• Beth
      Participant
      Chirps: 2
      1. I started keeping a "words only" nature journal one year ago to document the environment of the ocean front inlet and salt marsh where I kayak.  I wanted to know what birds and animals were there at what time of year, what they were doing, etc. etc.  I was brand new to this environment and wanted to eventually know it well enough that I could look forward to migrating animals returning and know the time of year to expect certain changes.  In this year I have tagged Monarchs for a scientific study, assisted with Loggerhead nests and volunteered as an Audubon shorebird steward but mainly I spend hours in my kayak in the ocean inlet observing.  I often refer back to my journal to see if a particular bird was present at this time last year. 2. My drawing skills are limited but I want to overcome being self- conscious of them.  I want to incorporate a lot of facts on my journal page as well as observations and begin to feel comfortable adding the drawings.  The first journal in the video had lots of facts with excellent drawings which appeals to me.
    • Holly
      Participant
      Chirps: 4
      I have been inspired to start nature journaling because I am a landscape photographer and am looking for different ways to express the beauty that I see in nature. I like the vignettes of the different locations and animals. I am always trying to capture the "grand landscape", so focusing on detail is new to me. I like using the combination of watercolor and fine black markers to add detail.
    • Prudence
      Participant
      Chirps: 2
      I recently participated in “Birdfest” and took several courses in birdwatching. It is really overwhelming to learn all of the small details you must know in order to identify different birds. The instructor recommended starting a nature journal and training yourself to notice these details by drawing what you see. I am not an artist, but I do hope to find a way to learn some of the techniques that artists use in drawing and painting.
    • Lisa
      Participant
      Chirps: 3
      I spend as much time outdoors as I can and have always been a collector and observer of the small details that appear.  Since I have dabbled in drawing and painting for a long time as a hobbyist, I have kept a few garden logs with small drawings as a record of planning but never a nature journal!  This is a habit I would like to develop since now I fill my phone with random pictures of interesting things I see when in nature but they do not form the kind of record I would enjoy looking back on.  I appreciated seeing the others' approached and especially like the habit of the last journalist who made a plan to record her observations each day and then each month.  The monthly approach seems like a goal I could manage and enjoy too.  I also liked the idea of using a journal to sort out confusing similarities in nature as one of the journalist describes.  The ferns are a great example since I look at and have photographed many ferns here in Pennsylvania but would love to know them by their names.
    • Deborah
      Participant
      Chirps: 21
      fullsizeoutput_794This is why I'm taking this course! I saw this unusual  bird on the beach and came home and drew it from memory. I sent the pic to a friend who has her MA in Ornithology with these notes: bird's body was compact & football shaped, dirty rusty colored breast , legs were hidden by the sand bank, very alert and purposeful in gaze and movements. Solitary. She responded," I have no clue what bird it is."  Looking forward to learning a lot!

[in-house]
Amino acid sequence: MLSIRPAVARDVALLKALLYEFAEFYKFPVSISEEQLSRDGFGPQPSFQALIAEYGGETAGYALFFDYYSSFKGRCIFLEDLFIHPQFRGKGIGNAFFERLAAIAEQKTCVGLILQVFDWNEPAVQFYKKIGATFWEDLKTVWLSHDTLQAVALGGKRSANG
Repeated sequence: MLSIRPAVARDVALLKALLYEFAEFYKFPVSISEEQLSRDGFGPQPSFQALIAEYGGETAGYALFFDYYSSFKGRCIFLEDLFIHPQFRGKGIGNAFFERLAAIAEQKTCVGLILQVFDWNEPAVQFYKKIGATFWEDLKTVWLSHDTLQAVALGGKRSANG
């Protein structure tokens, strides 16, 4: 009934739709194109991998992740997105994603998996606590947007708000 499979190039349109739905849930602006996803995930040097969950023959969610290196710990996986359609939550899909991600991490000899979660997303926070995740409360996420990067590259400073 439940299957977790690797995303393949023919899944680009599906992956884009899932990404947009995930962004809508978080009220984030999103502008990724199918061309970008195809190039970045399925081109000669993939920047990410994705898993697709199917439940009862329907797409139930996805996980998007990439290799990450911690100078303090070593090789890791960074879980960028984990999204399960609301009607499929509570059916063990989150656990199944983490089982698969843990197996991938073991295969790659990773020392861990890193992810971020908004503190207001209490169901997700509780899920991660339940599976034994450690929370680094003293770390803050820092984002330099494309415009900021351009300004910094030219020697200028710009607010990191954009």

• Karen
        Participant
        Chirps: 5
        Thanks for sharing that image.   It looks very similar to my attempts to document birds in the field.   Can't wait to see where we go from here
      • Deborah
        Participant
        Chirps: 21

        @Karen Thanks for your encouragement Karen!

      • Alicia
        Participant
        Chirps: 23
        Could it have been a Red Knot?  I like your drawing though - the little bird has attitude.
      • Deborah
        Participant
        Chirps: 21

        @Alicia Guess what Alicia you are right! Red Knot- first one I have ever seen on the shore of Lavalllette, NJ. I went to Island Beach State Park in NJ and spoke to the naturalist in their Nature Center. They had a taxidermy carcass of a red knot, pictures and a mural with a red knot on the wall. Bingo!

      • Maidie
        Participant
        Chirps: 9
        What a great story! Really, I laughed at first at the drawing, but really looking at it, that bird does have attitude. I think you did a remarkable job!
      • Deborah
        Participant
        Chirps: 21

        @Maidie Thanks Maidie for appreciating the humor and story behind my sighting and drawing.  In defense of my knowledgeable friend they gave me suggestions to help in the future bird sleuthing/ drawing. Their words: "I'm clueless as to the bird species.. Golden- or Black-bellied Plover? What did the beak look like? Legs? Color of breast and back? Any wing or tail patterns? On NJ shore, you can get lots of oddities.We get NW species and an occasional European ones."   That red knot had lots of attitude! It made me go on a search to identify it. The good news is the population is hopefully increasing and I'm determined to see another Red Knot. Hoping to see one during spring migration when the birds land at the horseshoe egg laying season in Delaware Bay.

      • Karen
        Participant